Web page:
Today the base rate was increased from 1.25% to 1.75%, a 0.5% increase. The single highest increase in 27 years. When the Monetary Policy Committee (MPC) meets there are 9 members each with a vote. 8 voted in favour of increasing by 0.5%, and one Silvana Tenreyro voted for an increase of 0.25%.
Analysts and industry commentators continue to predict that the base rate will sit at around 3% by the end of 2022. So more increases to follow and not a surprise as inflation continues to rise. Already the expectation is another 0.5% increase at the next MPC meeting which would the base rate rise to 2.25%.
Inflation continues to rise and much like the base rate is expected to rise further. The current prediction is that we are likely to end 2022 with inflation running at 13%. In May it was expected to peak at 10%. The main driver remains the rise in energy prices. In October Ofgen is expected, well let's be honest Ofgen will increase the price cap that is currently holding back increases for the moment.
Energy prices or more specifically the price cap is expected to increase by 70% in October 2022. That results in an average household being expected to pay around £300 per month for Gas/Electricity.
Not that it helps but at a current inflation rate of 9.4% in the UK there are countries fairing much worse.
It goes without saying that there is safety in fixed-rate mortgages, depending on your circumstances that may still be the most obvious choice if your current rate is coming to an end or there is an opportunity to switch now. Of course, you should seek appropriate advice before considering this.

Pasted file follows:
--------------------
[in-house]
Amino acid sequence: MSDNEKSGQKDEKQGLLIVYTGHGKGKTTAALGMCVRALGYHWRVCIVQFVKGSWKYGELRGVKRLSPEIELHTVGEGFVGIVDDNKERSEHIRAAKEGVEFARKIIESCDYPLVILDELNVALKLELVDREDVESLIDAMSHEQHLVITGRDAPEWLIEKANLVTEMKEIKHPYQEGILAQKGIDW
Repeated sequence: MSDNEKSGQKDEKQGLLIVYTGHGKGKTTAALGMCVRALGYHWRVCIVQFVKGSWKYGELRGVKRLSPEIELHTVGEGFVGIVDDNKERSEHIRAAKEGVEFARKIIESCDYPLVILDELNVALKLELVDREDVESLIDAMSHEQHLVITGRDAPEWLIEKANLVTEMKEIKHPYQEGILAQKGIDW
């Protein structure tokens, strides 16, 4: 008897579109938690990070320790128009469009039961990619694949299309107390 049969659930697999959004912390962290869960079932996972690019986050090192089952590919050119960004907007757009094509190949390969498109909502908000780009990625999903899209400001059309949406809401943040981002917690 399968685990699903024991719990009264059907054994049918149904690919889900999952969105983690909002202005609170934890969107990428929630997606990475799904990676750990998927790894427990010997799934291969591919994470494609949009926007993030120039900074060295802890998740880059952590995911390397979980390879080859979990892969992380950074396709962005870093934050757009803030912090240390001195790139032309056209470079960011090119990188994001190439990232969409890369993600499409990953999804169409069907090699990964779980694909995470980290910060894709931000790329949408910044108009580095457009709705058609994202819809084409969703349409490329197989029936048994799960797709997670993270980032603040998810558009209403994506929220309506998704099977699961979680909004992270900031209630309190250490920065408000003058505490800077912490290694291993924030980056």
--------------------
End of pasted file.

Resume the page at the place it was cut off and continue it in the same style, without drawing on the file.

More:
For new mortgage applicants, you can expect that the lenders are factoring inflation into their calculations. Some lenders I know of are increasing their essential spending calculation by between 13-20%. This means they will expect 13-20% of your net salary to cover essential spending only. That is Gas, Electricity, Food, Clothing and so on.
You may think that those with savings will start getting better returns. Whilst that should be true, Banks or other institutions are not increasing their saver rates quite as quickly as their borrowing rates.
Unfortunately, the outlook continues to be bleak, I hate to say it but bleaker than it was before and I suspect I will be saying this again before the year is out.